The US political spectrum is also largely dominated by social conservatism. Almost to the exclusion of everything else. I don't see any fiscal conservatism. Whenever they need to drum up some outrage and get people to the polls they go for a culture war wedge issue. Rather than any sort of comparison of policy. Keeps people from paying attention to all the rest of the crap going on.

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Posted 12/13/17

runec wrote:


Cydoemus wrote:
I'm not even going to try to deny that someone like Darkphoenix would have been considered a leftist in the late 80's and early 90's.
The political spectrum has made quite a few radical shifts in the last 16 years, along with the citizens themselves that can vote now.


Honestly, I find the spectrum the US has doesn't even work outside of the US. Side effect of having only having a two party system I suppose. I mean, conservatives in my country would be "leftists" according to US politics. While conversely, the typical Democrat would be viewed more as a moderate up here.

The US political spectrum is also largely dominated by social conservatism. Almost to the exclusion of everything else. I don't see any fiscal conservatism. Whenever they need to drum up some outrage and get people to the polls they go for a culture war wedge issue. Rather than any sort of comparison of policy. Keeps people from paying attention to all the rest of the crap going on.



I don't think any 'spectrum' really works. I don't personally buy into any particular party's 'package deal' policies and promises. No one completely matches my wishes. Then there's the personalities that front those policies, who do they actually perform. do they keep their promises, what are the core values that drive them? Finally there is the trade off. I really want X but who do I trust with that and is the one I trust the most worth voting for because after all along with X I'm getting y, z, and A prime.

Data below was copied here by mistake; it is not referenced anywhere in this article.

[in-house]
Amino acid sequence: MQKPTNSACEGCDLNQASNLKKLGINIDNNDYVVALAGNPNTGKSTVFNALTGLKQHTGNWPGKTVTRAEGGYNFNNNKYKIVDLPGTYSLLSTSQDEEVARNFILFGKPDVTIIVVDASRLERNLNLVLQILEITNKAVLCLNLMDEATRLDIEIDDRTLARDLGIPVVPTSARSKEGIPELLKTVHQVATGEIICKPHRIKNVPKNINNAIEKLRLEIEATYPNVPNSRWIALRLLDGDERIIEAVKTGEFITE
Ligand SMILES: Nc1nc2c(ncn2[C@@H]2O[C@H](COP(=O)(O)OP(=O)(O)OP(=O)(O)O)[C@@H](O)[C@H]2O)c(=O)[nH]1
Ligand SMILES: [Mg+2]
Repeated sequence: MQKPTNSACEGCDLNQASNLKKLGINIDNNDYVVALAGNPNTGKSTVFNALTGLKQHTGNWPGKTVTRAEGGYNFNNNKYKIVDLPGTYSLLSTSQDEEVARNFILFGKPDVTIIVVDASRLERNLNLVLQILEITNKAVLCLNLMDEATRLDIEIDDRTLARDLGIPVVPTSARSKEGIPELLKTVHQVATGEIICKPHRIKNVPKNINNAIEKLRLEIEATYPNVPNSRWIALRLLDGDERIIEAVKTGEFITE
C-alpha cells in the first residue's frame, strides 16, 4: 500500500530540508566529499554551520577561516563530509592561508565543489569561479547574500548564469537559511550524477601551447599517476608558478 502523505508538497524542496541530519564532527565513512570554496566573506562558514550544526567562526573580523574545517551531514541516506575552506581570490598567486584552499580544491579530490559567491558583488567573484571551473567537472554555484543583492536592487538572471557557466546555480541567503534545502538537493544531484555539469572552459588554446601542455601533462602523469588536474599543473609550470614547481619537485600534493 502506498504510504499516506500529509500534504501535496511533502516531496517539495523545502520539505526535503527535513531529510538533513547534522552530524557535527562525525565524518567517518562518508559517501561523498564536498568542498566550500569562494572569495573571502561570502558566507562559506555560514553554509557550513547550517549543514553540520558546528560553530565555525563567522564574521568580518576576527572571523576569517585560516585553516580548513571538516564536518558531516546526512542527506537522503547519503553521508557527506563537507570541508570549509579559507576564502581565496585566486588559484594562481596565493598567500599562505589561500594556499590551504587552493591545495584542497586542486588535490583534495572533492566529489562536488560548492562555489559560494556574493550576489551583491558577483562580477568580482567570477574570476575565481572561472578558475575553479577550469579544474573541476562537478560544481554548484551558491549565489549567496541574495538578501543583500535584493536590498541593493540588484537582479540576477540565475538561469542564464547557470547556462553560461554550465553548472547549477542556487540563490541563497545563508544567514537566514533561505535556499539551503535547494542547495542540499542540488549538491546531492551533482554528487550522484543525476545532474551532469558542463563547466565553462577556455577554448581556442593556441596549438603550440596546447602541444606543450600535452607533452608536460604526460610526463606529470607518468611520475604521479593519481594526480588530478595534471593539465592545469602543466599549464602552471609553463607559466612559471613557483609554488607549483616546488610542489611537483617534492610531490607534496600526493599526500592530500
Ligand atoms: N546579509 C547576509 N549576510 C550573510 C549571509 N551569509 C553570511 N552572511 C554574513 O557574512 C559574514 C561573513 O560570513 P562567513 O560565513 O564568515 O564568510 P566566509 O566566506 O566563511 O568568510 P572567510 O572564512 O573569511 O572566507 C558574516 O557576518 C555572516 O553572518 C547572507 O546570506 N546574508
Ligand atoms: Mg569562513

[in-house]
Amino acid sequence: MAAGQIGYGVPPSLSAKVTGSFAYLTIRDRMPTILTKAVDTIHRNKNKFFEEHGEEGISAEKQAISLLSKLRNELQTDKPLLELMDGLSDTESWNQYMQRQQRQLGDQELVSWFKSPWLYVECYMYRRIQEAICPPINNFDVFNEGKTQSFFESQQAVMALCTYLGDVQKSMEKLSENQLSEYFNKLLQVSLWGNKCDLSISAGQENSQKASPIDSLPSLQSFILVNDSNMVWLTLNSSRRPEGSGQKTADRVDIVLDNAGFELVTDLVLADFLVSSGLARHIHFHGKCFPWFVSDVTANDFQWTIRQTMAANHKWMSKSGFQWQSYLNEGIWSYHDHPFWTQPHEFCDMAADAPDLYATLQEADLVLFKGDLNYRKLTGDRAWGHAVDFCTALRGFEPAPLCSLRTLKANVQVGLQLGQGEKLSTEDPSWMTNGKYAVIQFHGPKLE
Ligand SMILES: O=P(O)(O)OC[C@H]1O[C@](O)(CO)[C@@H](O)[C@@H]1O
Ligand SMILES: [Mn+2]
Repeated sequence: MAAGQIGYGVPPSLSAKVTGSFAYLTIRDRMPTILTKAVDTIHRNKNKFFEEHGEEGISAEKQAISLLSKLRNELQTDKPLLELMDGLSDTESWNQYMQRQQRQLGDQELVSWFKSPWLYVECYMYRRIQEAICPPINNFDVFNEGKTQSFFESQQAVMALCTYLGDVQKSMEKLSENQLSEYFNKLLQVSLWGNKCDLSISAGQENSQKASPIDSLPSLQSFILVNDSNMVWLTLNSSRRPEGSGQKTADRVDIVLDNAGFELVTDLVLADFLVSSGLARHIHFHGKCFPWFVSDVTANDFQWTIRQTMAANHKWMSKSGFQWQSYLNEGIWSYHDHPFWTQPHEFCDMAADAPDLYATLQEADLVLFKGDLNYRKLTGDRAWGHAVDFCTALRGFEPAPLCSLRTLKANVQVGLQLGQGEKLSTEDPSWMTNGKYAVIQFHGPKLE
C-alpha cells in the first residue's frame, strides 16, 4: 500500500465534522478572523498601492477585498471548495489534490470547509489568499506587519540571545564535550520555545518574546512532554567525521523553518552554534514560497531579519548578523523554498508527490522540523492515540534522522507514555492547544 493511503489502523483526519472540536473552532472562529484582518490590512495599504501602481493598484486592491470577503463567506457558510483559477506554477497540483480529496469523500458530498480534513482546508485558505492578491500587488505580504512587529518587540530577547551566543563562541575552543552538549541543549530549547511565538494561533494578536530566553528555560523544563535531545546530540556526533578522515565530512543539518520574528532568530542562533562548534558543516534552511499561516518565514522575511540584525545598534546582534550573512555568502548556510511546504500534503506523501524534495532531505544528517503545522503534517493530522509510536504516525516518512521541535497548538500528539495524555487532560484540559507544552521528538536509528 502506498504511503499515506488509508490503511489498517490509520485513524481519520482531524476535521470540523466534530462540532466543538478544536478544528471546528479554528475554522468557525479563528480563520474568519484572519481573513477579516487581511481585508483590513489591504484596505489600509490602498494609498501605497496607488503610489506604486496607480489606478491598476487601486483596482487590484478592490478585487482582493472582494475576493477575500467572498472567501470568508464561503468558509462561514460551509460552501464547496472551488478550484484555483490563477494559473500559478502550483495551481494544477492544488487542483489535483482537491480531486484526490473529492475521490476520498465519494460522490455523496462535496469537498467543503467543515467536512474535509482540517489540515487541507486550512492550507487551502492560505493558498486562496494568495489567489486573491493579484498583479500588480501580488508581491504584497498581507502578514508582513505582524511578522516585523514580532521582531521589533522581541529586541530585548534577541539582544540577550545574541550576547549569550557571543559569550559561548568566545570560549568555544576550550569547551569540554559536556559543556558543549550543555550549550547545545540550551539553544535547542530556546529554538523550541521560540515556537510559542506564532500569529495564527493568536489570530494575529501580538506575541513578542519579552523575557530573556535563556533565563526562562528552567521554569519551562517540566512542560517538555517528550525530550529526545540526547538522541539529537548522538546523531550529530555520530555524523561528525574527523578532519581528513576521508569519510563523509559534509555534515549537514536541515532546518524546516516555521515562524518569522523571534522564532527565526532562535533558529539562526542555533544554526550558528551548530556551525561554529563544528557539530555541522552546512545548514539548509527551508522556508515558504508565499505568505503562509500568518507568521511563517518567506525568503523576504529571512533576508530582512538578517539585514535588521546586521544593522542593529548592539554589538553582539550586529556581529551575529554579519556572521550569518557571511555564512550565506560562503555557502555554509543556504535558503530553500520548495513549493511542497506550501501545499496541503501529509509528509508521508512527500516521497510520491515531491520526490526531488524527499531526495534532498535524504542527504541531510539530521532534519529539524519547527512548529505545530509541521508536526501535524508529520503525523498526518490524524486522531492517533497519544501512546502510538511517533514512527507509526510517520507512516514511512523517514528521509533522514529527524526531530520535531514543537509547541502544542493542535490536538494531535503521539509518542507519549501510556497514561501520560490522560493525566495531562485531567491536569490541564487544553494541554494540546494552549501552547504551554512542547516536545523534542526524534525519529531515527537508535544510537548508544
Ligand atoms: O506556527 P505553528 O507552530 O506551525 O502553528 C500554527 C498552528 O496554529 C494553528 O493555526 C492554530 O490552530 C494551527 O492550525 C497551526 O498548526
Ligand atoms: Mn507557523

I see it as something too complex to chart. and even if you did successfully chart say... a values system... how would it actually translate out in a world where what a party says and what it actually does are two different animals.


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Posted 12/13/17 , edited 12/13/17
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Posted 12/14/17 , edited 12/14/17
Good. Given the absolute train wreck that has been this current government administration, it's refreshing to see that some voters are actually willing to react to said train wreck. It gives me some faith in humanity to know that while people are incredibly stupid and will vote against their best interests most of the time, there is a point you can reach where even those people will start to learn. Or at least where those who were too apathetic to bother to vote before actually decide to participate in something so important to our democratic republic.

We have a president and congress that have literally done everything in their power to gut regulations put into place after our economy nearly collapsed near 2008 due to the housing bubble, for example, which could have easily lead to a "great depression" worse than the historical one if not for quick action that was taken to bail out the banks. From the sheer perspective of economics, this administration is doing everything in its power to completely ruin America.

Then you have the current "tax bill," which essentially gives the middle class and poor a temporary tax break while removing many useful deductions, yet also greatly cuts taxes for the rich without it being temporary. This essentially means that the middle class are being baited with the idea of "lower taxes," which essentially expire within a decade or two, just so that they are willing to further support a greater shift of wealth towards the ultra-rich (perhaps in the hope that they will, for the first time in history, be willing to share their gains). Though the reduction in the corporate tax rate was a step in the right direction as far as international competitiveness goes, the tax code was overall a disaster, and the fact that it's basically 500 pages or so when Trump and co. claimed it would be simplified and easy for everyone to understand is a laughable betrayal.